There are many Australian businesses that are beginning to lead the way to encourage more sustainable consumption. This includes Coca-Cola Australia who plans to replace 70% of its plastic bottles with recycled plastic by the end of 2019, which will save approximately 16,000 tonnes of virgin plastic per year. 


As the decade draws to a close, many business owners will look back on how much has changed in the last ten years. There are obvious changes such as advanced technology, which has streamlined business productivity and efficiency. And there are also changes in the environment and society, which play a massive role in the way they do business.


It’s also the time for business owners to prepare for 2020, which Forbes has declared the year of sustainable business. There’s no doubt that business owners should take into consideration the fact that sustainability and the environment are now significantly influential in business, and vice versa.


Everything’s not lost!

Here are three ways for your business to be more sustainable in 2020.

1) Start with your office

Sustainable changes can be made in businesses both big and small. Being sustainable shouldn’t be a hassle – and changes can be made somewhere as simple as your office.

Stock your staffroom kitchen with coffee to save your staff bringing coffee cups to work. Or equip the kitchen with plates, cutlery and glasses to avoid using disposables next time you celebrate a staff member’s birthday.

We act sustainably with the kitchenware we use at home, so it doesn’t have to be any different at work. There are so many small “household” changes that can be applied to your workplace staff room alone – and although these changes may be small, they’re just as significant as the bigger ones. These small changes can turn into habits, which allow you to do your individual bit for the environment.


2) A circular supply chain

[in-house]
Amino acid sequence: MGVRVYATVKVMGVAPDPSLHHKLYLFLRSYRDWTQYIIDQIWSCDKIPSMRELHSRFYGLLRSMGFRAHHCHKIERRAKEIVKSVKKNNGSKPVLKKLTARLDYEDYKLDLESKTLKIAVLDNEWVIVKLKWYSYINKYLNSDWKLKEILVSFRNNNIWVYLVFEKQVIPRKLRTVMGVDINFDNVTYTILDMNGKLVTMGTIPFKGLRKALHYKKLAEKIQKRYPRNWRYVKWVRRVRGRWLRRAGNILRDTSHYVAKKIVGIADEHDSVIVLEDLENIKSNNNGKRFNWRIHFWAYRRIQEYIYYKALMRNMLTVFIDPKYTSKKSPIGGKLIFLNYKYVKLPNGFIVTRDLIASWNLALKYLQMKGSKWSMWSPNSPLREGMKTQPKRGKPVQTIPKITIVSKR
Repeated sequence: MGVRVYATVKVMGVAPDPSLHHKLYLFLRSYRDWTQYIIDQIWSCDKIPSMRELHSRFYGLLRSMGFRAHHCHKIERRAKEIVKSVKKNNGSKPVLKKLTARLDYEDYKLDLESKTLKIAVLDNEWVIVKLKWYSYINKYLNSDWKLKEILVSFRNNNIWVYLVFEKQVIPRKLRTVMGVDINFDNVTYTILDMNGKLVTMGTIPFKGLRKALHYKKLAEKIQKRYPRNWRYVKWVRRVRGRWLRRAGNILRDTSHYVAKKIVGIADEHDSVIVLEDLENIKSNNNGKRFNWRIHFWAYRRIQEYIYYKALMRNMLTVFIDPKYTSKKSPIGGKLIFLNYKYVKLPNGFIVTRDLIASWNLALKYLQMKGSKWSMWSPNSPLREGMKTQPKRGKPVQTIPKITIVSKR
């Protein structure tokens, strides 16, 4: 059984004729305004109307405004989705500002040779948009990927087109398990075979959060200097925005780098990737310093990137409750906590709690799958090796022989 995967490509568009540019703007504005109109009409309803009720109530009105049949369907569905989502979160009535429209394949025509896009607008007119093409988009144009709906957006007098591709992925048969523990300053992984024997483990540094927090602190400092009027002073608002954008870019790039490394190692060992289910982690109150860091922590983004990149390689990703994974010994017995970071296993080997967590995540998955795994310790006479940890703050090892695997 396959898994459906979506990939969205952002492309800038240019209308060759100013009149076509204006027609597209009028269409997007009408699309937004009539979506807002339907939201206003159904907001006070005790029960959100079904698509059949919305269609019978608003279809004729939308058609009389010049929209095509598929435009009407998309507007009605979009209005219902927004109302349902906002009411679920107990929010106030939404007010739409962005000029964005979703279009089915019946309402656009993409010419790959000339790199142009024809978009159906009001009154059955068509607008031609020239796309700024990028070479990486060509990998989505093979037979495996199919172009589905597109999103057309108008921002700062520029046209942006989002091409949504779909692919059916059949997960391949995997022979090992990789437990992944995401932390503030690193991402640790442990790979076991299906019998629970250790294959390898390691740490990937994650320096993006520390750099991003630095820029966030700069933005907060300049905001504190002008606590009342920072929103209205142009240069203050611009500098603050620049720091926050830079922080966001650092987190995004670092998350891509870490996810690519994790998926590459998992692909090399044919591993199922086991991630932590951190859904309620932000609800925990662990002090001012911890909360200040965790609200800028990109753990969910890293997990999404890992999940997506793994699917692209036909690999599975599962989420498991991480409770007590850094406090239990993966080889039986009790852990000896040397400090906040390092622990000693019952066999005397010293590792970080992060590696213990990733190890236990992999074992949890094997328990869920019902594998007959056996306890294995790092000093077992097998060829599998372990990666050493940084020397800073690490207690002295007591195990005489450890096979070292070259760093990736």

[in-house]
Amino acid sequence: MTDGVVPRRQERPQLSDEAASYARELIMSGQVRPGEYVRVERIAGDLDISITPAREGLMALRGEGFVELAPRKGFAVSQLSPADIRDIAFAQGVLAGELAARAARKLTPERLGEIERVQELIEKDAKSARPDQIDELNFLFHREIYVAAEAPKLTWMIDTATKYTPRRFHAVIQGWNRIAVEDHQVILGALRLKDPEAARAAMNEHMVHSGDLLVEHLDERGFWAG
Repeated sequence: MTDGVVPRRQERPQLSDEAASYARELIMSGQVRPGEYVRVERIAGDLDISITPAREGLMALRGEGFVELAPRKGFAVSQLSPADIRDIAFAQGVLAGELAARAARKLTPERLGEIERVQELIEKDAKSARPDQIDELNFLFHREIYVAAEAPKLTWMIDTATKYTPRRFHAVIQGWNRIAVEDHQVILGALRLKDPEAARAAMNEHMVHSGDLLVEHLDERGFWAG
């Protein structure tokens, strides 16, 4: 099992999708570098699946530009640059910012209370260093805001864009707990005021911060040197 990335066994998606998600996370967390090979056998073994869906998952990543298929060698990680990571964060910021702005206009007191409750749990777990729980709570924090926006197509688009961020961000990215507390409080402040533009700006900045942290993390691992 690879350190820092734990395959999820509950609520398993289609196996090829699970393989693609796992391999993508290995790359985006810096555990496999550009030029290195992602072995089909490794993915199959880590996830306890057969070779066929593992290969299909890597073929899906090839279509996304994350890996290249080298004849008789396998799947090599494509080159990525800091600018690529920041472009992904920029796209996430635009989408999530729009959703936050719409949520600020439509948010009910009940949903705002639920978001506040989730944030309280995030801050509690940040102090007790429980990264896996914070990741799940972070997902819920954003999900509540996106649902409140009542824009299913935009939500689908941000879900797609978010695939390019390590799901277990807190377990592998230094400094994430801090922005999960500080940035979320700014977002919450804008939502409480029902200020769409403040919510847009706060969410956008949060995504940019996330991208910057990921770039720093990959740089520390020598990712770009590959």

Transforming your supply chain to become “circular” is a much bigger step to becoming more sustainable. This is about adjusting the way that you do business.

Adjustments can be made at any stage – from sourcing your raw materials to manufacturing your products to transporting the packaged goods.

Green procurement is the term we use for sourcing goods and services that are produced and supplied ethically. This includes ensuring your product is: manufactured sustainably; made from recycled or renewable products; can be recycled; and/or doesn’t use excessive packaging.

When it comes to your packaging, it’s worth noting that plastic is one of the leading waste pollution culprits.

A circular supply chain would also include taking responsibility for where your packaging ends up and how it gets there. According to predictions from a recent Forbes article, 2020 is likely to see at least one major global CPG organising “refill stations,” where consumers can get discounts on products by taking old bottles back to be refilled.


3) Partner with other leaders and make a commitment

We touched base on how technology has changed the way we do business. What the digital world has also changed is the way businesses and consumers interact and communicate.

Most, if not all, businesses have an environmental or sustainability pledge as part of their corporate social responsibility. You’ll notice that companies often outline this pledge on their website or social media channels to inform their customers (who are statistically-proven to be more environmentally-aware).

Simply making a promise will help your business commit to sustainability. Making this known to your customers can only be beneficial – especially according to the 48% of global consumers who are willing to ditch a brand name in order to purchase a more environmentally-friendly alternative.

It’s also worthwhile partnering with leading environmental organisations and brands to commit to sustainability. Not only will this improve your credibility, but it will also make acting sustainable a lot more achievable. As a business owner, you’d appreciate that building your business hasn’t been a one-man job. Neither will be adjusting it to fit the changes in society.


Here at Perth Bin Hire, we chose long ago to not shirk our responsibility to the planet and its citizens, to make a commitment to our local WA community that we were no longer going to be part of the problem, and instead, become part of the solution. 


Perth Bin Hire is committed to sustainability

Do you want to help your business achieve greater sustainability in 2020? Perth Bin Hire can help in your mission to go green. We’re Perth’s leading sustainable waste management solutions company and we’re completely committed to providing practical, economically viable and common sense sustainable waste management solutions. 


Perth Bin Hire